In Tanzania alone, MHRP has succeeded, with PEPFAR funding, to provide anti-retroviral treatment to more than 57,000 people, basic care services to more than 116,000 people, and counseling and testing to more than 228,000 pregnant women, he said.
“We establish a lab. We establish standards, and they have to meet those standards, and that’s very helpful,” Robb said.
MHRP is also active in Nigeria, where partnerships with the national government and the Nigerian Ministry of Defense are addressing the enormous toll that HIV and AIDS have taken on both the military and the society at large.
“I was there in the 1990s. Soldiers were dying by the boatload,” said Capt. Darrell Singer of the U.S. Public Health Service, who directs the operation in country for WRAIR. “We’d come in to train soldiers, then we’d come back six months later and they’d all be dead.”
At present MHRP-Nigeria and PEPFAR activities are supporting 20 military treatment facilities providing comprehensive services to tens of thousands, he said. More than 116,000 individuals have been tested for HIV and more than 9,500 patients have begun anti-retroviral drug treatment, he said.
“We rolled out treatment, now we’re getting the structure in place. We have a lot of structure, but it took us a long time to get that structure there. You have operational issues, issues of tracking, getting all your metrics in place,” said Singer.
“Getting necessary hires has been critical to getting care out there. It’s a lot of work. They have great bureaucracy and I think it will help improve their health care,” he said.
The Nigerian military has dedicated $9.6 million in funding to the program, Singer told the conference. “The plan is, they take over parts to keep the program going. Now they’re taking that part and we’re doing the ‘extra,’” he said.
Part of that “extra” at present is to teach forecasting, budgeting and related skills necessary for ensuring the long-term viability of programs that have been put in place, said Singer. The challenges are similar to those encountered by any developed country’s land forces: “They have to attract good people, they have to retain them,” he said.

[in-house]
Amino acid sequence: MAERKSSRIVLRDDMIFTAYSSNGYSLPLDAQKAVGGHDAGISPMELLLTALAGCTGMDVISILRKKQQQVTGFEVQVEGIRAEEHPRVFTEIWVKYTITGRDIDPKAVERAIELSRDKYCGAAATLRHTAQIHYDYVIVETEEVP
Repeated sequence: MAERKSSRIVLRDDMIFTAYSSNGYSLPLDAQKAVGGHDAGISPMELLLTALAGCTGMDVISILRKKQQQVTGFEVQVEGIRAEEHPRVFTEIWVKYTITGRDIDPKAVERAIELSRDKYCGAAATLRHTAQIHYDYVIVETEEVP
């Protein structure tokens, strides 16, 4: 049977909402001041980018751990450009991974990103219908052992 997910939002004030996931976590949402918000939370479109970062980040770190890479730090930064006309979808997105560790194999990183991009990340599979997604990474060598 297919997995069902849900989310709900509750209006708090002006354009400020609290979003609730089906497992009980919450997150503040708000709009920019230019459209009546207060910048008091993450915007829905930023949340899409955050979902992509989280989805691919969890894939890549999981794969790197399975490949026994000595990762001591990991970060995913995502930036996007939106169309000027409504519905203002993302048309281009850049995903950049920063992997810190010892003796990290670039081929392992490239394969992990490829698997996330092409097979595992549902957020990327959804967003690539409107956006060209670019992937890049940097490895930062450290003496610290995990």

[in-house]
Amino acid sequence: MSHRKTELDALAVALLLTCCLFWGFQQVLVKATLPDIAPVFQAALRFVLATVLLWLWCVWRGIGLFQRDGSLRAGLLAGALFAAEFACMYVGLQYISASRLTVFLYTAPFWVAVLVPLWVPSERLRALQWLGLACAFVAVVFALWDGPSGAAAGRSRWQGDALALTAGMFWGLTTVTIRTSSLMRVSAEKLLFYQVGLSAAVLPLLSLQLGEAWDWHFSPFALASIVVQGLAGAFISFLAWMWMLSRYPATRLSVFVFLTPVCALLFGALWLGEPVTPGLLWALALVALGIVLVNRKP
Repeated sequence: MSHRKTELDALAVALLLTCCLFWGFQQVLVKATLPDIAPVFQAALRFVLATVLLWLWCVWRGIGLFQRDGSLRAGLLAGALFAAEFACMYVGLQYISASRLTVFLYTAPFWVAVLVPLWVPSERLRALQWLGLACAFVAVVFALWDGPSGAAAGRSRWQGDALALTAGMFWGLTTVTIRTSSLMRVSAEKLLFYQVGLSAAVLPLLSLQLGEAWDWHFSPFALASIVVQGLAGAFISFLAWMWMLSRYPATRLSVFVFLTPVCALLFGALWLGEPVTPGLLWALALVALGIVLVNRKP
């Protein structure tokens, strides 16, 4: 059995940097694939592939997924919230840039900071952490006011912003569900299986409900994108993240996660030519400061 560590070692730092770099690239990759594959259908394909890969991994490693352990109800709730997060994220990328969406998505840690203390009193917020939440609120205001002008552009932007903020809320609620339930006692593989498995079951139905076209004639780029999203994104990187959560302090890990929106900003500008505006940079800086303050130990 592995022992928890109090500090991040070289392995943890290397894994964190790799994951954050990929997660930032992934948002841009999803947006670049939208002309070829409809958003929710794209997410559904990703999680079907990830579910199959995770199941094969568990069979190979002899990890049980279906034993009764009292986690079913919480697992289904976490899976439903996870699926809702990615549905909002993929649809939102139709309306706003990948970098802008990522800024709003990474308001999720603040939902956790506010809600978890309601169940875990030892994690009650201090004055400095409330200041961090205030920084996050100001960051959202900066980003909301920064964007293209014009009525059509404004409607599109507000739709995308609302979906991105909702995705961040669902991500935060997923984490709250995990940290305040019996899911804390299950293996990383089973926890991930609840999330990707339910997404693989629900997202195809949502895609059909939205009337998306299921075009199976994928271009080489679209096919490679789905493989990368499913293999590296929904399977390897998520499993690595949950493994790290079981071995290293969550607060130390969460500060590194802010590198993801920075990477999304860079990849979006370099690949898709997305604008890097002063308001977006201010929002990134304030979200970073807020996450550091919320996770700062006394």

The advent of AFRICOM has brought with it the benefit of sustained interest and support to programs on the continent, Singer said, who was in Africa in the 1990s when EUCOM had responsibility for large swathes of the continent.
“Back then they were dealing with the aftermath of the Cold War, the fall of the Berlin Wall . . . their engagement was elsewhere,” he said.
AFRICOM and Army Africa’s ability to focus on sustaining activities over an extended period of time is having a positive impact on MHRP-Nigeria’s operations, Singer said.
“The Nigerians depend on long-term history. Frequent and consistent engagement is key. One-offs actually become problems,” he said.
“This dialogue also helped our headquarters better assess how to support Medical Research and Materiel Command on the continent going forward,” Alarcon said.
“This second annual conference was by far more successful than last year’s, with an expanded agenda and twice the participation. I see this evolving into an annual event which will grow as our headquarters matures in its support role,” he said.